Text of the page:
Merry Christmas everyone! It’s good to be back with Saikawa and Moe again after a few months away.
I really missed all of Saikawa’s smoking antics. And there’s a lot more flirting and banter between the two main characters, as well as quite a few moments where Saikawa gets hot under the collar and sweats in the middle of December at any mention of his relationship (結婚?!) with Moe. No murder yet though, as per usual for this series.
By the way, thanks for the (barely) spoiler-ish hint to start reading on Christmas Eve. This chapter was a great Christmas read. Looking forward to continuing on with you all in the new year!
Riight? Loved that too, and I found it very amusing how rumors had spread in the meantime, and how Saikawa seems to be a pro at getting him into embarrassing conversations
Now, for the murder that’s supposed to happen. Or maybe more than one? We got to know a few people already… What is your bet regarding who gets killed? And who is the murderer? I’m seriously hoping that Moe’s classmate Kazuki isn’t the victim! He seems so sweet an innocent with his keigo Shun’ichi, on the other hand, somehow feels like a very unpleasant person already. Maybe he is involved in one way or another? Also, would he be the titular non-laughing mathematician?
And did y’all notice that the fan got mentioned twice already? By now I’m pretty convinced that somebody will get hanged there - this seems to be a very classical scenario according to the amount of Google search results…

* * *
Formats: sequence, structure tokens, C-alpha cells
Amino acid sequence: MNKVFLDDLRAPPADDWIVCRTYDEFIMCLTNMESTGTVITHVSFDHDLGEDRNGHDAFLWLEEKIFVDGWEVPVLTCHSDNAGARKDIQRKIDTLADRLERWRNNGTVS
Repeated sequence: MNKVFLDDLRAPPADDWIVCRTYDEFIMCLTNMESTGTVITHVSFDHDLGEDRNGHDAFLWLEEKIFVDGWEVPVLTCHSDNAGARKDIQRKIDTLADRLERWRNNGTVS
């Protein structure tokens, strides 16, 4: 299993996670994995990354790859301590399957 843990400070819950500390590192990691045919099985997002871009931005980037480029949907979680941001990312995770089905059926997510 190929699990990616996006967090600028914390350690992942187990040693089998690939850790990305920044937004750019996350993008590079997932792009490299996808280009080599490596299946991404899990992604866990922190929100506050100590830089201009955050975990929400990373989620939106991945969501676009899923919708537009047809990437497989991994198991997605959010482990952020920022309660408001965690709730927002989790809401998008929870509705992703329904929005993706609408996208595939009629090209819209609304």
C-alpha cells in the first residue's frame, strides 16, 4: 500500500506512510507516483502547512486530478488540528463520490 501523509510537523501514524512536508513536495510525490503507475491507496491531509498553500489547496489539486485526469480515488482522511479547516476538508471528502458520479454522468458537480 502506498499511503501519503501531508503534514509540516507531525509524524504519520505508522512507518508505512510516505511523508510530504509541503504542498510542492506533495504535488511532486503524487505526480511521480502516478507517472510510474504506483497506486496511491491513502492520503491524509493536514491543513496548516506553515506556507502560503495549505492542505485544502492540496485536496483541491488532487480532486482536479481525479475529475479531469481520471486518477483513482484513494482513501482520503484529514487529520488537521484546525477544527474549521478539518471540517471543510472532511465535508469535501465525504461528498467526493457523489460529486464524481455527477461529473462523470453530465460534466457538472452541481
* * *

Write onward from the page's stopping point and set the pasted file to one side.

Oh by the way, I’m working on putting up a list of names and stuff (once I get my generator script to collaborate a little bit better ) EDIT: Mission accomplished - names list is now in the OP
In case I forgot a name or got any of the info wrong, I’d be happy if you could tell me
Off to a great start! I just came off of クビキリサイクル and so far this really scratches that same itch. Honestly the setups are extremely similar (I’m sure all this could be found on an Amazon book description but I’ll put in a spoiler tag anyway): A philosophizing protagonist arrives at a mansion in a remote location with his “definitely not girlfriend” to hang out with a secretive host, their servants, and a handful of geniuses, where presumably somebody will get murdered in a “locked-room” fashion. Maybe this is a pretty standard setup in the genre but it’s pretty funny that the two Japanese whodunnits I’ve picked up so far are so similar. It also looks like すべてがFになる and クビキリサイクル both won the Mephisto prize.
@NicoleRauch Thanks again for the summary and the immensely helpful character list. I presume that aside from Saikawa and Moe all of the characters introduced so far are new ones? As of now I really don’t feel that I’m missing anything too significant.
That’s quite the Chekhov’s Gun. Hopefully by reading this with a group and over a shorter period of time I’ll be able to keep the clues together even better than with クビキリサイクル.